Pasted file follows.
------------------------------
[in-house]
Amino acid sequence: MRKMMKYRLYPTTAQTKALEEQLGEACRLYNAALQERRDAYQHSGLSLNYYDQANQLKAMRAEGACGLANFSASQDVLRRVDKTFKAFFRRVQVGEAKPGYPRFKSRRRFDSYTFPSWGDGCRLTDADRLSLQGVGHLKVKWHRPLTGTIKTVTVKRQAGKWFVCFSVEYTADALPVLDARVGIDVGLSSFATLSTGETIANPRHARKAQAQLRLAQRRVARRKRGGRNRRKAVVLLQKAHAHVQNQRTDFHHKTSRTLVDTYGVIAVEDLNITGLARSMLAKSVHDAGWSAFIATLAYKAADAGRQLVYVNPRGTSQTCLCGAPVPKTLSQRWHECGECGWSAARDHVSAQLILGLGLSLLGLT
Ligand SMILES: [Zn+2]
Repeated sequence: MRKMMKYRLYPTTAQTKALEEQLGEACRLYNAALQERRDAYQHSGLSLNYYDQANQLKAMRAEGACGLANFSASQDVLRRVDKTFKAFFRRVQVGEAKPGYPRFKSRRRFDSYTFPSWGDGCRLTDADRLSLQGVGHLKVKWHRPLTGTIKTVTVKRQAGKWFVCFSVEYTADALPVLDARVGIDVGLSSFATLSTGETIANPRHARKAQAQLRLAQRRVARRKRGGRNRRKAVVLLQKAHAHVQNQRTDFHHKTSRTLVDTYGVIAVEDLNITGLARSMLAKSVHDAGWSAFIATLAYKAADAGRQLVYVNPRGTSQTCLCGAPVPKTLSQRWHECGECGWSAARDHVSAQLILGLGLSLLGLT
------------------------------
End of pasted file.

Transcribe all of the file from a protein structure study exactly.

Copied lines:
[in-house]
Amino acid sequence: MRKMMKYRLYPTTAQTKALEEQLGEACRLYNAALQERRDAYQHSGLSLNYYDQANQLKAMRAEGACGLANFSASQDVLRRVDKTFKAFFRRVQVGEAKPGYPRFKSRRRFDSYTFPSWGDGCRLTDADRLSLQGVGHLKVKWHRPLTGTIKTVTVKRQAGKWFVCFSVEYTADALPVLDARVGIDVGLSSFATLSTGETIANPRHARKAQAQLRLAQRRVARRKRGGRNRRKAVVLLQKAHAHVQNQRTDFHHKTSRTLVDTYGVIAVEDLNITGLARSMLAKSVHDAGWSAFIATLAYKAADAGRQLVYVNPRGTSQTCLCGAPVPKTLSQRWHECGECGWSAARDHVSAQLILGLGLSLLGLT
Ligand SMILES: [Zn+2]
Repeated sequence: MRKMMKYRLYPTTAQTKALEEQLGEACRLYNAALQERRDAYQHSGLSLNYYDQANQLKAMRAEGACGLANFSASQDVLRRVDKTFKAFFRRVQVGEAKPGYPRFKSRRRFDSYTFPSWGDGCRLTDADRLSLQGVGHLKVKWHRPLTGTIKTVTVKRQAGKWFVCFSVEYTADALPVLDARVGIDVGLSSFATLSTGETIANPRHARKAQAQLRLAQRRVARRKRGGRNRRKAVVLLQKAHAHVQNQRTDFHHKTSRTLVDTYGVIAVEDLNITGLARSMLAKSVHDAGWSAFIATLAYKAADAGRQLVYVNPRGTSQTCLCGAPVPKTLSQRWHECGECGWSAARDHVSAQLILGLGLSLLGLT